The frustration of overactive bladder might make you feel hopeless. But there are so many ways to treat and manage OAB symptoms. It’s up to you and your doctor to decide which methods are best for you. Your treatment journey will likely require some trial and error. Remember to be kind to yourself along the way. 


    Lifestyle Changes


    The most common treatments for OAB are behavioural changes. These could include one or more of the following. 


    Dietary changes. Try to limit food and drinks that irritate the bladder, like coffee, tea, alcohol, soda, tomato, citrus fruits, chocolate, and some spicy foods. 


    Keep a bladder diary. Write down when and how often you’re peeing, plus any triggers that seem to be making your symptoms worse. This can help you decipher what changes could help your symptoms. 


    Weight loss. Studies have shown that even 5 to 10% weight loss in overweight patients can help relieve symptoms of OAB. 


    Double voiding. After you pee, wait a few moments and then try peeing again. If you struggle to fully empty your bladder, this could help. 


    Delayed voiding. When you get the urge to pee, try waiting before you go. You might wait a few minutes or a few hours, but the practice can potentially help you resist the urgency long-term. 


    Make a pee schedule. Set times during the day to urinate, whether you have the urge to or not. This can help you regain control of your bladder. 


    Bladder muscle exercises. These could include kegals, where you strengthen your pelvic floor by tightening your pelvic muscles over and over. You can also do quick flicks — an exercise where you squeeze and release your pelvic muscles repeatedly when you feel the urge to pee. This can calm the urge and help you focus on staying in control of your bladder. 


    Medical Treatments 


    If lifestyle changes aren’t doing the trick, your doctor might prescribe medical OAB treatments. These could include:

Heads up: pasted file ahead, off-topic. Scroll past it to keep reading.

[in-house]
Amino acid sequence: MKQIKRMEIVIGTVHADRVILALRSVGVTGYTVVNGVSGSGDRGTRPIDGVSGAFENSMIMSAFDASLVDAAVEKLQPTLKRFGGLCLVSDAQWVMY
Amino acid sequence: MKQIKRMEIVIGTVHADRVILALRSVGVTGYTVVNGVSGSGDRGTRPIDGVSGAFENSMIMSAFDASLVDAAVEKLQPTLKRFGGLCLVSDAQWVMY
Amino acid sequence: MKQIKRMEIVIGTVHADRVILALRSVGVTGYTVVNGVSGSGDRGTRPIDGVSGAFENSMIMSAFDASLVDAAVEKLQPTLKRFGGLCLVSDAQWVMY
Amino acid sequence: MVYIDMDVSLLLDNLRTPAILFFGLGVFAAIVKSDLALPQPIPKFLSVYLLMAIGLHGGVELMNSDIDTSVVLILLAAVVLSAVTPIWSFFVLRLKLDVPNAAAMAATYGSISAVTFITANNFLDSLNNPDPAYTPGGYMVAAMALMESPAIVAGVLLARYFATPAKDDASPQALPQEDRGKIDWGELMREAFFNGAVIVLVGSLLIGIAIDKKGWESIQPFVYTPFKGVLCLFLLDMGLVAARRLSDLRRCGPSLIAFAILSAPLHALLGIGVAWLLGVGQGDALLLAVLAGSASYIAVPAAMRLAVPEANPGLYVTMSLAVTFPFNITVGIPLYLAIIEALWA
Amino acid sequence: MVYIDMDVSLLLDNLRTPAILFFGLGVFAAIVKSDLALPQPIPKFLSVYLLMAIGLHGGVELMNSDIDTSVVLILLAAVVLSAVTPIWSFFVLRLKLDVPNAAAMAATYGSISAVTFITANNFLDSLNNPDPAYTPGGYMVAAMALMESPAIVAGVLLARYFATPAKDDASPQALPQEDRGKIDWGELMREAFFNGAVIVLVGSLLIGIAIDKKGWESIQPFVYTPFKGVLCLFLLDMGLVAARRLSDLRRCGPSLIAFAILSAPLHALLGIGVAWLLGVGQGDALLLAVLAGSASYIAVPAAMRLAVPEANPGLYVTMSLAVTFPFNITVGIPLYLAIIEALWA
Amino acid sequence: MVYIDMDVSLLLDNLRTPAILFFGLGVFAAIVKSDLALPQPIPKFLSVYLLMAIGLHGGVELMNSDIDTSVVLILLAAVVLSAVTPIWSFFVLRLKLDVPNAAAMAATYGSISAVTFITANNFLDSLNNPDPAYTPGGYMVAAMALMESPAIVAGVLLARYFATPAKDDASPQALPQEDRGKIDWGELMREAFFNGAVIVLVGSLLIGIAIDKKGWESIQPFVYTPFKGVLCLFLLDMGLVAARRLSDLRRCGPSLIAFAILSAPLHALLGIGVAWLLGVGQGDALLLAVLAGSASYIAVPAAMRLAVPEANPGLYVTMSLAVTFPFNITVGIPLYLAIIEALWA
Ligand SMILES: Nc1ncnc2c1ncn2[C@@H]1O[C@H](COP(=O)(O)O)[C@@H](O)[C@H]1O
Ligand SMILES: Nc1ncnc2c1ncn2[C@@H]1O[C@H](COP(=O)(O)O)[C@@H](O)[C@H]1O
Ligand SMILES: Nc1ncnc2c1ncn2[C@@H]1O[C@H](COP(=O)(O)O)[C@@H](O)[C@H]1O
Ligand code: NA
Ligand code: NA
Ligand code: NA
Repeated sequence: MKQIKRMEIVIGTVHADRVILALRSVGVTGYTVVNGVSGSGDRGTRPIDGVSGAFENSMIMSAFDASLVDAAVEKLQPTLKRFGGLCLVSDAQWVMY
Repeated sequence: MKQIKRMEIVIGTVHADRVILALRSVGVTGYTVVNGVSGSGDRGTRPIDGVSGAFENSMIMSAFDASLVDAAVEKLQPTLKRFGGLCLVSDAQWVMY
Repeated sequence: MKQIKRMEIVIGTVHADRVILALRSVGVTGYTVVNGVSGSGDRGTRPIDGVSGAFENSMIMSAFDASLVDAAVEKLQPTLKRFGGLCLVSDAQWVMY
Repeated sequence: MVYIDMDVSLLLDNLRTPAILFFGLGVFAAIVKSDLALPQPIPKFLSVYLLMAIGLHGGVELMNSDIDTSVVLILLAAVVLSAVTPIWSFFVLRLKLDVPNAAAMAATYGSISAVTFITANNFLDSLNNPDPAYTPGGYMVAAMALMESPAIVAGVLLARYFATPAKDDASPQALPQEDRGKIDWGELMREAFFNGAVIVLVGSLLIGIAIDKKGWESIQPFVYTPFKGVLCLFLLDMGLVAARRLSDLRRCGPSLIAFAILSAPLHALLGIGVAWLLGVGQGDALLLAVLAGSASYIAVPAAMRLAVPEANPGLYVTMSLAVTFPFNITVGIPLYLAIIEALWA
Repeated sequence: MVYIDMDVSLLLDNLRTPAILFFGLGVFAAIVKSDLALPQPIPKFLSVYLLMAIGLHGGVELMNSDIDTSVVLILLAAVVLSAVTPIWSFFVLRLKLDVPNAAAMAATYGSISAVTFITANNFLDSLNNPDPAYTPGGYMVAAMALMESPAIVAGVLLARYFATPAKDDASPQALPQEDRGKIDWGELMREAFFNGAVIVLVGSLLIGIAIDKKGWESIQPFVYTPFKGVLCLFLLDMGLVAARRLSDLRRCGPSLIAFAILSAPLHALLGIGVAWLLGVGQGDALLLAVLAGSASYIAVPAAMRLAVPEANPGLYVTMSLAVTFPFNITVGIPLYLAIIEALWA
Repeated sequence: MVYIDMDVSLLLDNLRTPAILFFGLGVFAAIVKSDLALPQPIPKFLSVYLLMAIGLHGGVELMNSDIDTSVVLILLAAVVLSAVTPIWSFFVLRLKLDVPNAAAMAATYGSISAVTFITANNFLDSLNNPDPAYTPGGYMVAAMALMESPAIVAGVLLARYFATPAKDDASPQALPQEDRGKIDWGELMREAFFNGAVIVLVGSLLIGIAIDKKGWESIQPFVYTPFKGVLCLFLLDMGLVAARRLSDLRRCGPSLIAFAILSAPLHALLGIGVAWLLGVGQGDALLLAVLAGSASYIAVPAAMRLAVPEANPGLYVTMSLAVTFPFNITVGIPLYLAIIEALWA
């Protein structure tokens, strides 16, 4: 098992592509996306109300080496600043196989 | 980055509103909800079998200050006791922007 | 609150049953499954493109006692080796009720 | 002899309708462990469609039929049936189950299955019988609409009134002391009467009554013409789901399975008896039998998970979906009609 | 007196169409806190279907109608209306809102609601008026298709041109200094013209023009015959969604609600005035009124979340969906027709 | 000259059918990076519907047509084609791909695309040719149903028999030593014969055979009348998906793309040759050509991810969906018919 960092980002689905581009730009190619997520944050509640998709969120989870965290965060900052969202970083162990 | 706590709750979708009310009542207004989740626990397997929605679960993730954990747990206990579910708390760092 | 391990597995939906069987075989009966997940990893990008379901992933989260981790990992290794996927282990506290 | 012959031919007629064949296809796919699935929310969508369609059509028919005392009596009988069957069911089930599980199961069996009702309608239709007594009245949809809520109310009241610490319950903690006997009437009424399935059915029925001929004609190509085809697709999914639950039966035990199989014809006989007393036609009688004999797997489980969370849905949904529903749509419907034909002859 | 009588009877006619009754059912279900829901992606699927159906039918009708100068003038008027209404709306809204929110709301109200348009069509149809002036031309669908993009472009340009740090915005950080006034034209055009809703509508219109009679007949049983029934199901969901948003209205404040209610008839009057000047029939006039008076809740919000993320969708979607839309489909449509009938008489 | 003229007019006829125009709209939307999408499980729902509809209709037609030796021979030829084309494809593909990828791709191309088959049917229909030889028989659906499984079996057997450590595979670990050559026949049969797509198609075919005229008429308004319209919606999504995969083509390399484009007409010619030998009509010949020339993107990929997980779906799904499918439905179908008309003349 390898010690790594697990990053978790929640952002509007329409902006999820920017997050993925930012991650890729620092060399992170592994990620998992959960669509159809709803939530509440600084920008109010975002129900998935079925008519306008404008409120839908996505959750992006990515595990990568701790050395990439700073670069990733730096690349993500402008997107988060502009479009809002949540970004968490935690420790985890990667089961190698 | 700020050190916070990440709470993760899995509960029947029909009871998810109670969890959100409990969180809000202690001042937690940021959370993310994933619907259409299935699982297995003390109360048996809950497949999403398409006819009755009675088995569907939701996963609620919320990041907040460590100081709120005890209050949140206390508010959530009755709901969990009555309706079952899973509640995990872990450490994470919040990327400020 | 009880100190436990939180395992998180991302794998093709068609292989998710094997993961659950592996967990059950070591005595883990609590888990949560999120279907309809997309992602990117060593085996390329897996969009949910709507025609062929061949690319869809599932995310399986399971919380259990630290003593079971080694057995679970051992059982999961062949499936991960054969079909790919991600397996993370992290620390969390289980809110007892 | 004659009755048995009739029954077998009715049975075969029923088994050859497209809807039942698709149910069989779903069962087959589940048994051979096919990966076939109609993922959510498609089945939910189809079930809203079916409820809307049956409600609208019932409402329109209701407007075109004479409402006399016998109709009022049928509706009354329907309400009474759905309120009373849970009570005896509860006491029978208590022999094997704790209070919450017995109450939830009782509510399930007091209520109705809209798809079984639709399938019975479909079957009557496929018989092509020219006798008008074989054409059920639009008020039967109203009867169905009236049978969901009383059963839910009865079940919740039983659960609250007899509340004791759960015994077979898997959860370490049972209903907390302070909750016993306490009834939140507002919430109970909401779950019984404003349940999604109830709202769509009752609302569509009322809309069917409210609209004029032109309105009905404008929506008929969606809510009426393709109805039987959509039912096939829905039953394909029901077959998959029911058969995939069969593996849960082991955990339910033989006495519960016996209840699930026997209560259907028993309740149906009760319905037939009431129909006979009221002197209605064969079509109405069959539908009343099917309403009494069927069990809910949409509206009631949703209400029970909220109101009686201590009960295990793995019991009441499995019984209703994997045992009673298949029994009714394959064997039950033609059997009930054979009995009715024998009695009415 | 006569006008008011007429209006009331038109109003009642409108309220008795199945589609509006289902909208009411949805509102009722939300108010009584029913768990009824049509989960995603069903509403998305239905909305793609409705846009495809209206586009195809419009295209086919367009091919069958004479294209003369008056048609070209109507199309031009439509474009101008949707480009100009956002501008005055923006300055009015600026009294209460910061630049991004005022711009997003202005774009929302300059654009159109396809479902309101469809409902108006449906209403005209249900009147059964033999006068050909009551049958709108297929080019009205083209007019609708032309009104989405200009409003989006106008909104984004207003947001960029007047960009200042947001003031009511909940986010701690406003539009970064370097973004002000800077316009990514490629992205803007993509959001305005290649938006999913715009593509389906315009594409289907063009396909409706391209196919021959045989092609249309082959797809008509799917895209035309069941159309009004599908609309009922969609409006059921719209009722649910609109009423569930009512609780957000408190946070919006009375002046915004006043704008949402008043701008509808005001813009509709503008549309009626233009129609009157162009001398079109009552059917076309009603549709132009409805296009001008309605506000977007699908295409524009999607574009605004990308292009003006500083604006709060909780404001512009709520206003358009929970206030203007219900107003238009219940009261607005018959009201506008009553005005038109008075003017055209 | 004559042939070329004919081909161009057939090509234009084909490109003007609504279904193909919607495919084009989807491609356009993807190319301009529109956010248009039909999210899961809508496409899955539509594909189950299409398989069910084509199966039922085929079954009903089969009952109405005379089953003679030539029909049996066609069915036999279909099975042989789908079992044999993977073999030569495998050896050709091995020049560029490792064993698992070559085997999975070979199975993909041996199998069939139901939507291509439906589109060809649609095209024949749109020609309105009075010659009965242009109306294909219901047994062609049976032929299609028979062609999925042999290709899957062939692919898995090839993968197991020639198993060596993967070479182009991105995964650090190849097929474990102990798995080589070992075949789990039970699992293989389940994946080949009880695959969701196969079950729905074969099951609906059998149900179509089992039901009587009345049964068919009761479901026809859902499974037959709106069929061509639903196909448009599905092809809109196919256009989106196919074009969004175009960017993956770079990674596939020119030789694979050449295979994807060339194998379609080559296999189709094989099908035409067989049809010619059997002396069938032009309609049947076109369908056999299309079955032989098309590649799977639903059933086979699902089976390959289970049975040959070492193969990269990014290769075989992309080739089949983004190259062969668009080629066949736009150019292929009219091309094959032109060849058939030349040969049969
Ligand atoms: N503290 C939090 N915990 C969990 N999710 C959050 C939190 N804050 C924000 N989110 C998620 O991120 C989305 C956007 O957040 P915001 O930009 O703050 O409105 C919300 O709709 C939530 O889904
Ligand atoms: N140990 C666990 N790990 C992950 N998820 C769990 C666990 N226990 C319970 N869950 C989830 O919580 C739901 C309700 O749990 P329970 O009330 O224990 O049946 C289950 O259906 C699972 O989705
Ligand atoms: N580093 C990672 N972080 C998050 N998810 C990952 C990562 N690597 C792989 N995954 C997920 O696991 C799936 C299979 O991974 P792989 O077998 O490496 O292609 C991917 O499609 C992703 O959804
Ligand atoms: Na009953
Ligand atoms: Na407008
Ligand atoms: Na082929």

Prescription drugs to relax the bladder muscles, like anti-muscarinics or beta-3 agonists. These medications often come with frustrating side effects, like dry mouth, constipation, and blurred vision. 


    Bladder Botox injections to stop the bladder muscles from contracting so much.  


    Nerve stimulation to wake up the signals between the brain and the bladder and help them work properly. The two main types of nerve stimulation are PTNS and SNS. 


    Bladder reconstruction surgery (among other medical procedures), only for rare and severe cases. 



    Can I do anything to prevent OAB symptoms?


    Good news: many of the lifestyle changes that treat OAB can also be used to prevent symptoms before they start. By maintaining a healthy diet and weight, getting regular exercise, limiting caffeine and alcohol intake, exercising the pelvic floor muscles, and taking effective natural OAB supplements, you can improve your bladder strength and brain health proactively.


     

    Are there any supplements I can take to treat OAB naturally and help maintain a healthy bladder?


    Yes! Meet Utiva Bladder Health. This all-natural supplement contains a unique formula that has been approved by Health Canada for 13 separate improvement claims, including OAB symptoms. 


    What makes Utiva Bladder Health so effective? 500 mg of proprietary full-spectrum dried cranberry fruit (also known as Flowens®). This unique extract has a proven superpower: strengthening your urinary function. It is believed that through an indirect immune and anti-inflammatory response, Flowens® has the ability to improve the bladder microbiome and relieve your OAB symptoms. 


    The Utiva Bladder Health formulation has a unique blend of whole cranberry, including seeds, skin, flesh, and juice. This creates a specific profile optimized for urinary health. Its benefits are supported by gold standard clinical evidence and it presents little to no side effects.


    Talk to your doctor about trying Utiva Bladder Health with a 100% money-back guarantee.